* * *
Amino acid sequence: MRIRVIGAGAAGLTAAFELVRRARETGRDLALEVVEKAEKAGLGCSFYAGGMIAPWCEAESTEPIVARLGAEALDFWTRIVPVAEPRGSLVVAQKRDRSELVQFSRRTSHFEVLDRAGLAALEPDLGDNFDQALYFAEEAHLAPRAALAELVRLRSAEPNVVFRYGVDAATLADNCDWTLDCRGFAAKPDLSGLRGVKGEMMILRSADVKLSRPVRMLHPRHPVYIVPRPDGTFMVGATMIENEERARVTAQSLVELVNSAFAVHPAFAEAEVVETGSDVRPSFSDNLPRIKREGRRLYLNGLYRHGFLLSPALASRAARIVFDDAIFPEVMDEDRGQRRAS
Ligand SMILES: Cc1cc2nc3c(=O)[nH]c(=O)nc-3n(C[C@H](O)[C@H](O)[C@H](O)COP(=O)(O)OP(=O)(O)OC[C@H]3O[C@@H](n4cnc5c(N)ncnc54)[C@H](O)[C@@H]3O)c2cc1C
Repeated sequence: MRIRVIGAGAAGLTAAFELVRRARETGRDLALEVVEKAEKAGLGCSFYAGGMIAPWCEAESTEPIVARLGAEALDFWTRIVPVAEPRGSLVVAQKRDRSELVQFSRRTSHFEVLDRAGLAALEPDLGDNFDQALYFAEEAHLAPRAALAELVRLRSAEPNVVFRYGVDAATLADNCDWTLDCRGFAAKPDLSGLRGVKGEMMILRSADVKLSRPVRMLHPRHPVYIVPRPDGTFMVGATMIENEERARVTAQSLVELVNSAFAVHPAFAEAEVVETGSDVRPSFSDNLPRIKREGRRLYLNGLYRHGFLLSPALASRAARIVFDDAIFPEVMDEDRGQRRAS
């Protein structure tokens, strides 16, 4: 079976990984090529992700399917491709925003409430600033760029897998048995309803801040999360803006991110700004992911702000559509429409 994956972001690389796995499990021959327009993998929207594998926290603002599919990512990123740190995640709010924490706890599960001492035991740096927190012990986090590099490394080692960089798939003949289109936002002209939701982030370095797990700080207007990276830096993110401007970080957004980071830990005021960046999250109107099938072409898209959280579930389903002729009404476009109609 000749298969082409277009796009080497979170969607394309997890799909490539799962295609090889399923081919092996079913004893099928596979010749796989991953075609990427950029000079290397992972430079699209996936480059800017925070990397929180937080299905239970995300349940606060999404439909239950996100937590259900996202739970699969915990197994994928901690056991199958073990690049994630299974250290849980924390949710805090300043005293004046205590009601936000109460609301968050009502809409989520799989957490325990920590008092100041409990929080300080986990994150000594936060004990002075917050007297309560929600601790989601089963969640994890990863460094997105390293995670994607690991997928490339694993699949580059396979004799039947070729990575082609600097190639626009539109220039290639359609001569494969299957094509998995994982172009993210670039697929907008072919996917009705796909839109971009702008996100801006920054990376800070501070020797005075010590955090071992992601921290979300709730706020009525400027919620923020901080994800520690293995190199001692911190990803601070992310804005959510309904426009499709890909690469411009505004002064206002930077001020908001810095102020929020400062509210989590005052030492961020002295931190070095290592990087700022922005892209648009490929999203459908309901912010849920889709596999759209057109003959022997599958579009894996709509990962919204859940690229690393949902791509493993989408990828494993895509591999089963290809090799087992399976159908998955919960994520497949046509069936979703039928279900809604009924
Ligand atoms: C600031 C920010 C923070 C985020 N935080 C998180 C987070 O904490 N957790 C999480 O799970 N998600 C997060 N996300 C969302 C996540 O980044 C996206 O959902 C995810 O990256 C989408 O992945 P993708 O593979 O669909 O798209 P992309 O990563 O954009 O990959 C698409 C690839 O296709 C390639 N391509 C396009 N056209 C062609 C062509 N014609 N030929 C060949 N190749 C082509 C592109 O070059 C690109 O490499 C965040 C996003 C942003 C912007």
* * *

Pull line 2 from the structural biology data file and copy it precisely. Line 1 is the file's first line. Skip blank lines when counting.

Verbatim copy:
Ligand SMILES: Cc1cc2nc3c(=O)[nH]c(=O)nc-3n(C[C@H](O)[C@H](O)[C@H](O)COP(=O)(O)OP(=O)(O)OC[C@H]3O[C@@H](n4cnc5c(N)ncnc54)[C@H](O)[C@@H]3O)c2cc1C